River basin is considered as the natural unit of management in IWRM and equal participation is one of its principles. Water governance can be achieved at river basins through people’s participation. IWRM aims at better management, subsidiary (supplementary), and efficient allocation across competing uses but has failed to address the very questions related to authority, privatization, valuation and the role of state.
The problem with water allocation is how to deal with water scarcity while ensuring equity, efficiency, effectiveness and sustainability. The comparative advantage and shortcomings of different allocation principles are being used under different situations at the local, domestic and international levels. However, there continues to be a wide gap between prescription and practice in water policy.
Nepal is advocating a decentralised development of water resources. However, the decentralization of water policy requires not so much the transfer of authority or power but creation of power at new territorial levels - basin levels - which Nepal not been successful in implementing. Another constraint we face in Nepal is the problem of cost of recovery. Jaspers (2002) explains that one of the crucial tools of integrated river basin management is the system of cost recovery. This tool can only be successfully implemented when acceptable service levels are established and effective administrative arrangements are in place. For developing countries, it is not that easy to opt for water management on hydrological boundaries as it requires investments that all countries may not be able to afford to kick-start the process of implementation.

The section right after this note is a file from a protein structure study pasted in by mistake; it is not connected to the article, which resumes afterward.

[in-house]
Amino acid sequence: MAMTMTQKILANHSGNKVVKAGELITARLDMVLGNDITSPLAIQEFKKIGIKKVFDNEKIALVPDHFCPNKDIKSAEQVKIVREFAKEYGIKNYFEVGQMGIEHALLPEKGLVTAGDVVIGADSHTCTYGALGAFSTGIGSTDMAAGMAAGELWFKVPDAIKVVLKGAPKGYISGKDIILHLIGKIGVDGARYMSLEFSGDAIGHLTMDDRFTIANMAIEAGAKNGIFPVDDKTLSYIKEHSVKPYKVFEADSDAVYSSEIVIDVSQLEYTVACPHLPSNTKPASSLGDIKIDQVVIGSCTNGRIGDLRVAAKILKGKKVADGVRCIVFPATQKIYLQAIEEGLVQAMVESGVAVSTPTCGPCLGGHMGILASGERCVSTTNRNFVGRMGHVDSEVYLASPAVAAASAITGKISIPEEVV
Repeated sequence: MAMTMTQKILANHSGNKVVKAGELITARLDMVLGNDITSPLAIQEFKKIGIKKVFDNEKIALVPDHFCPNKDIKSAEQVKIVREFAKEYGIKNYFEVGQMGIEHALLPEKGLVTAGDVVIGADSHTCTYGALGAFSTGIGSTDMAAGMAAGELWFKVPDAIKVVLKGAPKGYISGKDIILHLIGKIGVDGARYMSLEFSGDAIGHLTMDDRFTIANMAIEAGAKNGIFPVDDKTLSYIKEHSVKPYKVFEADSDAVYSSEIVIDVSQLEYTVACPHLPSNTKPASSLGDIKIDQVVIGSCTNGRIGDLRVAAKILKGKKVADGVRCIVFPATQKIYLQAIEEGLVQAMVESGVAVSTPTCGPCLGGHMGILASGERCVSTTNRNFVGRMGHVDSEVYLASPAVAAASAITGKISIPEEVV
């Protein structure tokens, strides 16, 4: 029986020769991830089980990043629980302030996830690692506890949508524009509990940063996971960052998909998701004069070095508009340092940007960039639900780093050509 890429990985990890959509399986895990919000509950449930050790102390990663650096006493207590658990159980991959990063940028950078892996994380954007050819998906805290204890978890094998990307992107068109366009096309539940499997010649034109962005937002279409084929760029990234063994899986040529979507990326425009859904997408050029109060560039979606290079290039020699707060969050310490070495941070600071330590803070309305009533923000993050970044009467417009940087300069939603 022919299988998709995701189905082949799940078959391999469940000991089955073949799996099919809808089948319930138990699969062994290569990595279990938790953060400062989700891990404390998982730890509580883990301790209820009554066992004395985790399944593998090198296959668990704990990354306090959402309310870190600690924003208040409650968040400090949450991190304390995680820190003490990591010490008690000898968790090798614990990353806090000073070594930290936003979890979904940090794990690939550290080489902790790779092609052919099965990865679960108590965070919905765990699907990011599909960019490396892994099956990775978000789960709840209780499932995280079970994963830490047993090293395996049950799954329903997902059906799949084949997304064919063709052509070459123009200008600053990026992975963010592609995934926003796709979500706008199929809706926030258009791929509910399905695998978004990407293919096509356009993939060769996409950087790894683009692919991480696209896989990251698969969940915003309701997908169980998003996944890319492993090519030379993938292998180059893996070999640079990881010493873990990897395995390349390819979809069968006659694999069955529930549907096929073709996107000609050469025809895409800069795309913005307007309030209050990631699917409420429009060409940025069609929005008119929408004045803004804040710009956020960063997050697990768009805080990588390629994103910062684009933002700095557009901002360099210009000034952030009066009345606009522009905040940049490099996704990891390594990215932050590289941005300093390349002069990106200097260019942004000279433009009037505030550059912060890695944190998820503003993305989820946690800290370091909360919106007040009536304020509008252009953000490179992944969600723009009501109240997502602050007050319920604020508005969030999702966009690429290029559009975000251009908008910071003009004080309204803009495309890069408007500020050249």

Nepal, with five river basins, has abundant water but it faces a fund crunch for water management and as a result, service levels related to water resources are not established to cover the population. The development and management of five river basins of Nepal has always been very low on the priority list of politicians. Politicians and policy makers should, to use a cliché, think globally but act locally in promoting awareness about the potential of water when used in a cooperative manner - meeting current demands without compromising on the needs for the future generations.
To conclude, IWRM in hydrological boundaries could be viewed from two perspectives. First, as a positive concept that can create opportunities of cooperation for the benefit of concerned parties. Second, as a conceptual blue print and institutionalized norm that has an ambiguous, complex and at times contradictory stance towards territoriality, authority and knowledge. Unlike legal political boundaries, hydrological boundaries do not coincide with institutions and legal arrangements. They, thus, require the creation of special arrangements for the transfer of authority. This lack of institutional fit is deemed as the drawback of hydrological boundary approach.
Some initiatives like the Water Resources Management Programme (WARM-P) of Helvetas (A Swiss NGO) and Rural Village Water Resources Management Programme (a programme supported by government of Finland) have considered IWRM in their development endeavours, in the form of Water Use Master Plan (WUMP) at Village development committee (VDC) level. A careful evaluation and study of these WUMPs will help us understand their various merits and shortcomings, allowing us to devise a well informed and researched policy that will help us manage water effectively, particularly in rural Nepal, even with small budgets.